Defense attorneys argue Brannan, 66, should not be put to death for behavior they say is linked to post-traumatic stress disorder triggered by his combat service. On Monday, they will ask the state Board of Pardons and Paroles to commute Brannan's sentence to life in prison without parole. “Commuting his sentence would honor his very meritorious service to this country,” said Brian Kammer, one of Brannan’s lawyers. “We should not be executing those we sent into harm’s way and who were deeply wounded, physically and mentally.”...
Brannan received Army commendations and a Bronze Star for his service as an officer, Kammer said. He was on full Army disability for PTSD and had been diagnosed with bipolar disorder before killing Dinkheller, the lawyer said.
Brannan, who had no prior criminal record, was driving 98 miles per hour on a Georgia highway when Dinkheller pulled him over in January 1998, according to court records. The video recording showed Brannan stepping out of his truck, cursing and telling the deputy to shoot him....
Brannan pleaded not guilty by reason of insanity at his trial. Some experts testified that during the shooting he suffered a flashback from combat, but a court-appointed psychiatrist said Brannan was sane and may have killed the deputy because he believed the officer was being disrespectful.
Brannan's execution is scheduled for Tuesday. He would be the first person put the death in the United States this year.
I am inclined to assert that this offender's decorated service on behalf of our nation as well as his undisputed mental problems indisputably means that Brannan is not one of the "worst of the worst" killers. For that reason, I would be inclined to support this defendant's commutation request.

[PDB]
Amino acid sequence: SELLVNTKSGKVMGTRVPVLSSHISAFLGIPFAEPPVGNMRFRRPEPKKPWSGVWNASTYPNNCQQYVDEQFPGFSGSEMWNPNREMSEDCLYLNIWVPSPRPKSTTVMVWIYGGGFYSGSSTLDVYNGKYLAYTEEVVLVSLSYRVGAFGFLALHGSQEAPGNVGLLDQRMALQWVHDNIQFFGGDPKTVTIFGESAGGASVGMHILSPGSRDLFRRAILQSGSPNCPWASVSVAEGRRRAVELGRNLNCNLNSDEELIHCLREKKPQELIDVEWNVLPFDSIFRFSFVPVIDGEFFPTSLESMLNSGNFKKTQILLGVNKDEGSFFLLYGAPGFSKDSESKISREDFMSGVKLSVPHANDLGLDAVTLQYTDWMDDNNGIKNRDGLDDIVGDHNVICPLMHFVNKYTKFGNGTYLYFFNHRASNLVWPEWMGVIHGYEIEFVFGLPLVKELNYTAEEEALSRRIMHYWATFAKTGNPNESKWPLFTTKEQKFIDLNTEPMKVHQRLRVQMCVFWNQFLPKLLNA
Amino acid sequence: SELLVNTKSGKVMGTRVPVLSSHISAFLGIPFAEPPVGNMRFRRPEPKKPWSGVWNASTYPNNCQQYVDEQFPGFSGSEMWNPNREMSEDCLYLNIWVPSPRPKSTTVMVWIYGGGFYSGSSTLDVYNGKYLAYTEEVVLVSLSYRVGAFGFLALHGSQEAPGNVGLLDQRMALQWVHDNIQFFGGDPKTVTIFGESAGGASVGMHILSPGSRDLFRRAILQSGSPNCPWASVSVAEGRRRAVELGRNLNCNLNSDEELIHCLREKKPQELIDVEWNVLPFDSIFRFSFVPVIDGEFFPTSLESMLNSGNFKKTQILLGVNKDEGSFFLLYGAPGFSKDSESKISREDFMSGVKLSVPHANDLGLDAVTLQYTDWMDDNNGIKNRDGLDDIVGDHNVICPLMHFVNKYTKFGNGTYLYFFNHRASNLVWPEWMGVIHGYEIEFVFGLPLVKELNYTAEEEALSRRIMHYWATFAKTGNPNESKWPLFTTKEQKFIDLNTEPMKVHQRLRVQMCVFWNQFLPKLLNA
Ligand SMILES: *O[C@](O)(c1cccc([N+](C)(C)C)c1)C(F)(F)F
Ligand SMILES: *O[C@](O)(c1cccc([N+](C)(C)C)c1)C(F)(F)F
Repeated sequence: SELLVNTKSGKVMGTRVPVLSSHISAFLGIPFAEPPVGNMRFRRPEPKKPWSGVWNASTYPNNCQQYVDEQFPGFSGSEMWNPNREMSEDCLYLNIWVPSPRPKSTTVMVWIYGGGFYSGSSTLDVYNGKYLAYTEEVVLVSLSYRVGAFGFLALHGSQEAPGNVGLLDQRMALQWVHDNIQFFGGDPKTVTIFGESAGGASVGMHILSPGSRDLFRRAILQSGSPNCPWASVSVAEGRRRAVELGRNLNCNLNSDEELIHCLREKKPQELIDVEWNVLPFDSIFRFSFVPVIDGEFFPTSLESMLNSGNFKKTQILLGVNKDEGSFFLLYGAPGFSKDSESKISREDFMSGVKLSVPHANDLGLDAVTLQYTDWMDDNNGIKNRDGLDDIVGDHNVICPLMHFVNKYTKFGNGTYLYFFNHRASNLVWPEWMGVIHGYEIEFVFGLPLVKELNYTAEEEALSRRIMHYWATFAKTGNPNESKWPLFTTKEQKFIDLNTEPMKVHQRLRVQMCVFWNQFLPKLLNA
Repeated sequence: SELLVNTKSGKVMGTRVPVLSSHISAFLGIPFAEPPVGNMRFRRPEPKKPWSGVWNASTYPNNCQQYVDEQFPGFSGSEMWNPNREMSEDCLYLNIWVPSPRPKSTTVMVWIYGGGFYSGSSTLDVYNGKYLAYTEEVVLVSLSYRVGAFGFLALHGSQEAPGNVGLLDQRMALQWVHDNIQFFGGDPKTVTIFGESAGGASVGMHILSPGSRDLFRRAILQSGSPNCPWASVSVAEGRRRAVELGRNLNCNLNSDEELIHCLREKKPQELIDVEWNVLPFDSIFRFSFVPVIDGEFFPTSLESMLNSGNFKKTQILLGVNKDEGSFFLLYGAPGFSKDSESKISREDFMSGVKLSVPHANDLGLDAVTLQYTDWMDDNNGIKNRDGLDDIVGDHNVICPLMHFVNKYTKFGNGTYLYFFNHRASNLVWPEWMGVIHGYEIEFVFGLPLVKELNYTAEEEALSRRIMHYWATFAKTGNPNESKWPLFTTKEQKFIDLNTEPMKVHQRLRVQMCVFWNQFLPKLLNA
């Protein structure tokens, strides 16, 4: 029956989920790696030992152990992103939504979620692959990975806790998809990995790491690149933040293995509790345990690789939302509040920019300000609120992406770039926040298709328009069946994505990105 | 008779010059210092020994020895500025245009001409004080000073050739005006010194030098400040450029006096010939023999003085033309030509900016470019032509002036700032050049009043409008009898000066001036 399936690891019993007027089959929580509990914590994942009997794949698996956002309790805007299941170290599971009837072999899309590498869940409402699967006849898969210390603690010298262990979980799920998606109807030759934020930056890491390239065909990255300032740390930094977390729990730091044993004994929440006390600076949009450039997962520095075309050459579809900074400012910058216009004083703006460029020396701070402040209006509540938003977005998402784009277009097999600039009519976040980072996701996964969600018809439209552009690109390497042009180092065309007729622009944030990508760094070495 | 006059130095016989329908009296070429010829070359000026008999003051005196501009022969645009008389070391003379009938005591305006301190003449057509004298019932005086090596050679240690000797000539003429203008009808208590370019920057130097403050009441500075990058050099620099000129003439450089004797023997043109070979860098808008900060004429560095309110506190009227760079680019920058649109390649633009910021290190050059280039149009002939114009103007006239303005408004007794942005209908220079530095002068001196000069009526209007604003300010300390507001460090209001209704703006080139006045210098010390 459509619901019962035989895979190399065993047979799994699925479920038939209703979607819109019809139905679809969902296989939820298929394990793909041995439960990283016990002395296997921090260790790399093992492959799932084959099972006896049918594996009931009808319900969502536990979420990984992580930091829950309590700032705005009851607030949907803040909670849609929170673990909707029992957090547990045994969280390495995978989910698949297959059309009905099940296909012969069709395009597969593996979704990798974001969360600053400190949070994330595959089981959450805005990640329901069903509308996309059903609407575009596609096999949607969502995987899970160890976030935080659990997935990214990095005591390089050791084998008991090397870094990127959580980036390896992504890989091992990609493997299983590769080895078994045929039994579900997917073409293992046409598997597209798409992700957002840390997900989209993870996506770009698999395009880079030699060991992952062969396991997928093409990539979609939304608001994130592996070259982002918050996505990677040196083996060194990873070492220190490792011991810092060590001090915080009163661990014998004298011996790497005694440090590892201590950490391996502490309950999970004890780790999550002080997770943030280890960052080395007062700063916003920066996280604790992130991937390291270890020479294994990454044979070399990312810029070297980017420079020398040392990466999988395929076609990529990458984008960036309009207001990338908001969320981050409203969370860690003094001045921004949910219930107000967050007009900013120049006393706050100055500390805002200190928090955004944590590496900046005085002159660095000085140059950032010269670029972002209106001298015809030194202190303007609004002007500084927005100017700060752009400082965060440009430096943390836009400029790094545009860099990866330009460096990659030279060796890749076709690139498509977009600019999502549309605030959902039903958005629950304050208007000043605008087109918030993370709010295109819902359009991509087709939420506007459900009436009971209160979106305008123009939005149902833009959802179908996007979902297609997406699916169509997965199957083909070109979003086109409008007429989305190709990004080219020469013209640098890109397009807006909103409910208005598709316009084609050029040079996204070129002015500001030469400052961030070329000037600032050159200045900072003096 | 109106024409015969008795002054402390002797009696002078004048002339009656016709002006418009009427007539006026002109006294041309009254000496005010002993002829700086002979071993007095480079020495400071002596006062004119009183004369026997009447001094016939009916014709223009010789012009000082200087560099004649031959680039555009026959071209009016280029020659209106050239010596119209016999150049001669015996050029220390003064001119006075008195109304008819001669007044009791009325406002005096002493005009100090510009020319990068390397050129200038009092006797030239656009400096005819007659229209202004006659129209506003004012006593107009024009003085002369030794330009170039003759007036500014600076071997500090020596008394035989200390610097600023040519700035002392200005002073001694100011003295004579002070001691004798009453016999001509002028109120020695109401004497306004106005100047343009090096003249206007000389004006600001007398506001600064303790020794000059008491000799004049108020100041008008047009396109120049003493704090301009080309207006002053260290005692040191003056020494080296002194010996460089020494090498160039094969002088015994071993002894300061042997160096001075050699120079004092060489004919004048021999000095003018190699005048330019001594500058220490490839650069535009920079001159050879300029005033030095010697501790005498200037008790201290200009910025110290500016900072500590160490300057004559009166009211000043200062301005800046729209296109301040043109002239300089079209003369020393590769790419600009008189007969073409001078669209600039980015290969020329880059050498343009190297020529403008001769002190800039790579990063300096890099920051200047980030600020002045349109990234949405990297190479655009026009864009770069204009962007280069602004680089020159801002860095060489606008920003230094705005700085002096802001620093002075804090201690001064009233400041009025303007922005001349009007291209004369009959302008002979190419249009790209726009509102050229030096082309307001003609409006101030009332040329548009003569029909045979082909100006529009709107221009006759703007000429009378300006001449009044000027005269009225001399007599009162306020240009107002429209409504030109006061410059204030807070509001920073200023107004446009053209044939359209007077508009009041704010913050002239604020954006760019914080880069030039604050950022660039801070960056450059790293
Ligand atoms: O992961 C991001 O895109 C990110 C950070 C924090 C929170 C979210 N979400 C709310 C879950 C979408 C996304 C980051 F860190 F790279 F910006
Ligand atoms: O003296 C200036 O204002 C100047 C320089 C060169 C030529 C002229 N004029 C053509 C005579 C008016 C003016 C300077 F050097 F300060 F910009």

Do others agree?
Some older related posts:
- Should prior military service reduce a sentence?
- Prior military service as a sentencing mitigator gets a big boost from SCOTUS
- "Judge suggests more sentencing options for war veterans"
- "Judges Consider New Factor at Sentencing: Military Service"
- Kansas legislature considering bill for PTSD-based sentence reductions for veterans
- Ohio bill to require consideration of military service at sentencing
- "Neuroscience, PTSD, and Sentencing Mitigation"
- "Military Veterans, Culpability, and Blame"
- Should there be a death penalty exemption for combat veterans with PTSD?
SCOTUS orders new briefing and argument on ACCA's constitutionality in Johnson!?!?!
The US Supreme Court on Friday afternoon added a remarkable twist to what had been a small sentencing case, a case which had its (first) SCOTUS oral argument earlier this Term, via this new order:
13-7120 JOHNSON, SAMUEL V. UNITED STATES
This case is restored to the calendar for reargument. The parties are directed to file supplemental briefs addressing the following question: "Whether the residual clause in the Armed Career Criminal Act of 1984, 18 U. S. C. §924(e)(2)(B)(ii), is unconstitutionally vague." The supplemental brief of petitioner is due on or before Wednesday, February 18, 2015. The supplemental brief of the United States is due on or before Friday, March 20, 2015. The reply brief, if any, is due on or before Friday, April 10, 2015. The time to file amicus curiae briefs is as provided for by Rule 37.3(a). The word limits and cover colors for the briefs should correspond to the provisions of Rule 33.1(g) pertaining to briefs on the merits rather than to the provision pertaining to supplemental briefs. The case will be set for oral argument during the April 2015 argument session.
As some readers likely know, and as Will Baude effectively explains in this new post at The Volokh Conspiracy, "Justice Scalia has been arguing with increasing force that the Act is vague, and the reargument order suggests that there’s a good chance he may finally have convinced his colleagues that he’s right."